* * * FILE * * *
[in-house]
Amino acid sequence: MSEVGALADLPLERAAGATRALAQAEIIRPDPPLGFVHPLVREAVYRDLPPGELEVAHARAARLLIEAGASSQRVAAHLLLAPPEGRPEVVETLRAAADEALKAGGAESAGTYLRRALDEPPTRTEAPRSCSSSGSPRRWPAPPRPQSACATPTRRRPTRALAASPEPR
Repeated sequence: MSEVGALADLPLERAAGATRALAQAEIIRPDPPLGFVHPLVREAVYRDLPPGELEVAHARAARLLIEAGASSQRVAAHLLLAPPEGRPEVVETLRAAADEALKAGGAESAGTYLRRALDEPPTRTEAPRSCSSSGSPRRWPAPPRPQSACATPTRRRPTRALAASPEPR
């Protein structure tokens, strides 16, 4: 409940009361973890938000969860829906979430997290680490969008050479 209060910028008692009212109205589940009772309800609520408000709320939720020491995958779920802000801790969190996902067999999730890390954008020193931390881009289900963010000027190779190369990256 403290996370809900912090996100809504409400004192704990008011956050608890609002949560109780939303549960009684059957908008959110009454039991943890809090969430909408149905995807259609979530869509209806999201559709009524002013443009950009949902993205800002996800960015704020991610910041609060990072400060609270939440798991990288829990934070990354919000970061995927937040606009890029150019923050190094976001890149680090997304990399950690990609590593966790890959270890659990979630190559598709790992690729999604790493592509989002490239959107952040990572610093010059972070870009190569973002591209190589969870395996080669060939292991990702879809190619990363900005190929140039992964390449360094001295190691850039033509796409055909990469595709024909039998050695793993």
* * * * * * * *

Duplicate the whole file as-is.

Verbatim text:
[in-house]
Amino acid sequence: MSEVGALADLPLERAAGATRALAQAEIIRPDPPLGFVHPLVREAVYRDLPPGELEVAHARAARLLIEAGASSQRVAAHLLLAPPEGRPEVVETLRAAADEALKAGGAESAGTYLRRALDEPPTRTEAPRSCSSSGSPRRWPAPPRPQSACATPTRRRPTRALAASPEPR
Repeated sequence: MSEVGALADLPLERAAGATRALAQAEIIRPDPPLGFVHPLVREAVYRDLPPGELEVAHARAARLLIEAGASSQRVAAHLLLAPPEGRPEVVETLRAAADEALKAGGAESAGTYLRRALDEPPTRTEAPRSCSSSGSPRRWPAPPRPQSACATPTRRRPTRALAASPEPR
């Protein structure tokens, strides 16, 4: 409940009361973890938000969860829906979430997290680490969008050479 209060910028008692009212109205589940009772309800609520408000709320939720020491995958779920802000801790969190996902067999999730890390954008020193931390881009289900963010000027190779190369990256 403290996370809900912090996100809504409400004192704990008011956050608890609002949560109780939303549960009684059957908008959110009454039991943890809090969430909408149905995807259609979530869509209806999201559709009524002013443009950009949902993205800002996800960015704020991610910041609060990072400060609270939440798991990288829990934070990354919000970061995927937040606009890029150019923050190094976001890149680090997304990399950690990609590593966790890959270890659990979630190559598709790992690729999604790493592509989002490239959107952040990572610093010059972070870009190569973002591209190589969870395996080669060939292991990702879809190619990363900005190929140039992964390449360094001295190691850039033509796409055909990469595709024909039998050695793993």